By 2018, Kwon had co-founded Terraform Labs in Singapore, and in 2020, he launched the TerraUSD stablecoin.
Unlike speculative coins like Bitcoin, TerraUSD promised to hold a steady value of $1. Moreover, it maintained this peg with an algorithmic relationship with the Luna cryptocurrency.
Kwon even named his daughter Luna, tweeting, “My dearest creation named after my greatest invention.”
Brash as a Brand
Far more interesting is how Kwon pulled it all off.
The details differ from the tales above, yet the story is familiar.
Former Terraform employees compared Kwon to a cult leader.
His army of supporters dubbed themselves the “Lunatics.”
Investors were mesmerized by Kwon’s genius.
Mike Novogratz – the 57-year-old CEO of venture firm Galaxy Digital – even got a Luna tattoo on his left shoulder.
But it was Kwon’s shocking arrogance that became his trademark.
After a British economist raised doubts about his algorithmic stablecoin model, Kwon wrote…
I don’t debate the poor on Twitter, and sorry, I don’t have any change on me for her at the moment.
While describing the computer code behind Terra as “the oldest and most widely used algo[rithmic] stablecoin in existence,” he added, “Bow before the king.”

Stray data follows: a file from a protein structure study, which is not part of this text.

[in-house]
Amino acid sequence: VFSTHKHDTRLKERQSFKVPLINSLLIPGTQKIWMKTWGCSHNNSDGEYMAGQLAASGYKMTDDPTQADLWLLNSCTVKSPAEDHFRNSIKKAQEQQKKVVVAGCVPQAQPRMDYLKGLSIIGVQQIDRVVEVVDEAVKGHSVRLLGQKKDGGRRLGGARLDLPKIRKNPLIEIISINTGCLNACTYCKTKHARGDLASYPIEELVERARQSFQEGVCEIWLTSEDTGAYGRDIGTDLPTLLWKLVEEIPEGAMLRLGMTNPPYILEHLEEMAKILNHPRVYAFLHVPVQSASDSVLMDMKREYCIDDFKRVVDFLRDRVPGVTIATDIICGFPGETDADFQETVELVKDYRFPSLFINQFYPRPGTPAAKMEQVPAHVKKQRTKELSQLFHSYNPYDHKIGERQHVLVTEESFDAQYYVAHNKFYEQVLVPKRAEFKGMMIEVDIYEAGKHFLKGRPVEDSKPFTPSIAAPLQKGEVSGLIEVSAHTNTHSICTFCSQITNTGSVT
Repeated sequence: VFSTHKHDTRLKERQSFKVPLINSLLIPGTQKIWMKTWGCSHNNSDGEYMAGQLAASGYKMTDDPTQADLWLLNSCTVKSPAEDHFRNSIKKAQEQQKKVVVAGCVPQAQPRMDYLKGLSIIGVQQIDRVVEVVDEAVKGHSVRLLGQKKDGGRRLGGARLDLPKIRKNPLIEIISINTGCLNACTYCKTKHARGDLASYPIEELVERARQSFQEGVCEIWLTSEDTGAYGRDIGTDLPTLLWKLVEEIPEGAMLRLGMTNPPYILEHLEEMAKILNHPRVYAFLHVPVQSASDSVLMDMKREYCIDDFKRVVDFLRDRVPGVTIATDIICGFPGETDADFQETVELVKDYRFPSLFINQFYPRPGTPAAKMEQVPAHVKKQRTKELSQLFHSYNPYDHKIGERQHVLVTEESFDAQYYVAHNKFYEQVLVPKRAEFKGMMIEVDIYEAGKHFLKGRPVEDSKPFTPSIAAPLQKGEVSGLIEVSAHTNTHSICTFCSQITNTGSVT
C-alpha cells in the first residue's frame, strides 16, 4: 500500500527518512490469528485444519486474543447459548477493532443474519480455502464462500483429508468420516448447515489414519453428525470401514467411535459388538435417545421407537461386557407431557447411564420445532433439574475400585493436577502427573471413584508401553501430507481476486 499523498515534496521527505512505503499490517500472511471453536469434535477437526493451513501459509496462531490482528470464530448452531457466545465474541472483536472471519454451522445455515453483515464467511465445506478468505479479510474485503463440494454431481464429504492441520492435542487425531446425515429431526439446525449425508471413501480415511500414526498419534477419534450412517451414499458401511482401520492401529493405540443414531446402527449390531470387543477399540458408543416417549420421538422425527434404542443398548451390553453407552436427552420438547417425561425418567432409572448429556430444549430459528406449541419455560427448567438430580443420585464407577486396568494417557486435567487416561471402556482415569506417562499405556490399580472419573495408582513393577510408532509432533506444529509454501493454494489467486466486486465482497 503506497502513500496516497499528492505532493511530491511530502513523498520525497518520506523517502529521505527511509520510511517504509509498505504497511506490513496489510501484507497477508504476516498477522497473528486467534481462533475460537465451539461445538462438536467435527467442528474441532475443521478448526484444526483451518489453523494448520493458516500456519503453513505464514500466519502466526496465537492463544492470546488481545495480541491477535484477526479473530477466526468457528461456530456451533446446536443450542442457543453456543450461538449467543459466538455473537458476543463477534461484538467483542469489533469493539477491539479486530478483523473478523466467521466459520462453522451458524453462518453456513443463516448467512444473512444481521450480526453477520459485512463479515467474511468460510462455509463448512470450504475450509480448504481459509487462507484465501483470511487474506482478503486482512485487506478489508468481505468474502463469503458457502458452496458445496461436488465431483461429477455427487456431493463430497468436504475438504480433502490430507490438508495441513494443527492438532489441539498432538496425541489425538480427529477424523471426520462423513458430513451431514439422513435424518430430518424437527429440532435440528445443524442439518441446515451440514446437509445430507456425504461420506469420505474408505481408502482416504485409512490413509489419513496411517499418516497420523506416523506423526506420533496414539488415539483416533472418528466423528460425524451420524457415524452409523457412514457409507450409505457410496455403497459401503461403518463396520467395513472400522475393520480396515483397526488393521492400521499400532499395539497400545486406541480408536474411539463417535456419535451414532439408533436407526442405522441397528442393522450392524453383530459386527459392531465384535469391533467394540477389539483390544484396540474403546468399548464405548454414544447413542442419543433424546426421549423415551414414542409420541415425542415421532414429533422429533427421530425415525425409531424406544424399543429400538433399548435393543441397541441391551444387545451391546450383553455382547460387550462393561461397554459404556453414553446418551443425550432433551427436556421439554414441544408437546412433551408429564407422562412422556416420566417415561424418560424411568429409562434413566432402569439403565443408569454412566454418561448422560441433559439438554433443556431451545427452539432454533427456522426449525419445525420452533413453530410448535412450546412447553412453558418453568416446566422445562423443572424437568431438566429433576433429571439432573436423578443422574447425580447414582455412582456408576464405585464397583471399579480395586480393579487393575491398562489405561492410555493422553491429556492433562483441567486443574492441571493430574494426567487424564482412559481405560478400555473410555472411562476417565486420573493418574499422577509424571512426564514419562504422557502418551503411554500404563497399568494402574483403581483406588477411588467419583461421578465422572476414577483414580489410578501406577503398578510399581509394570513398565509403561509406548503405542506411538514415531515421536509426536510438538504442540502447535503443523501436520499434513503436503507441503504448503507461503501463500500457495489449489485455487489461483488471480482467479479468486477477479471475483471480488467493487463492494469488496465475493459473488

The Rise and Fall of Luna
Look beyond Kwon’s fancy algorithms, and TerraUSD was little more than a massive Ponzi scheme cloaked in crypto garb.
At first, Terraform Labs attracted hundreds of millions of dollars of investment from venture capital firms.
But it was Kwon’s decision to offer investors an annual yield of 20% that morphed TerraUSD into a scam that could now land him in jail.
Over just one year, retail investors deposited about 15 trillion South Korean Won with Terraform. That’s about $12 billion.
Engineers inside Terra knew they did not have enough funds to back the value of the stablecoin.
But “King Kwon” ignored their warnings.
Then came a currency run on TerraUSD in early May.
The TerraUSD/Luna ecosystem’s delicate algorithmic balance collapsed.
And TerraUSD’s peg to the dollar broke.
Kwon scrambled to buy $3.5 billion of Bitcoin to stabilize TerraUSD’s value.
But it was too late. Faith in Kwon’s algorithm had evaporated.
“Bow before the king,” indeed.
Lessons From the Cult of Kwon
WeWork, Theranos, Tesla and TerraUSD weren’t “investments” in the way that, say, buying Costco (Nasdaq: COST) is.
Strip away the hype, and they are sandcastles built on b.s.
Understanding their success – and inevitable failure – has more to do with human psychology than investing.
And as it turns out, the power of the “big lie” has been used throughout history by financial charlatans and dictators alike.
In his 1925 book Mein Kampf, Adolf Hitler described the use of a lie so colossal that no one would believe that someone “could have the impudence to distort the truth so infamously.”
Put another way…
The bigger the lie, the more people will believe it.
And the results of this unfold like historical clockwork.
So the next time you are tempted to invest in anything based on a cult of personality, remember the story of young Kwon.
Instead, take Charlie Munger’s advice.
“Don’t trade turds.”
Click here to watch Nicholas’ latest video update.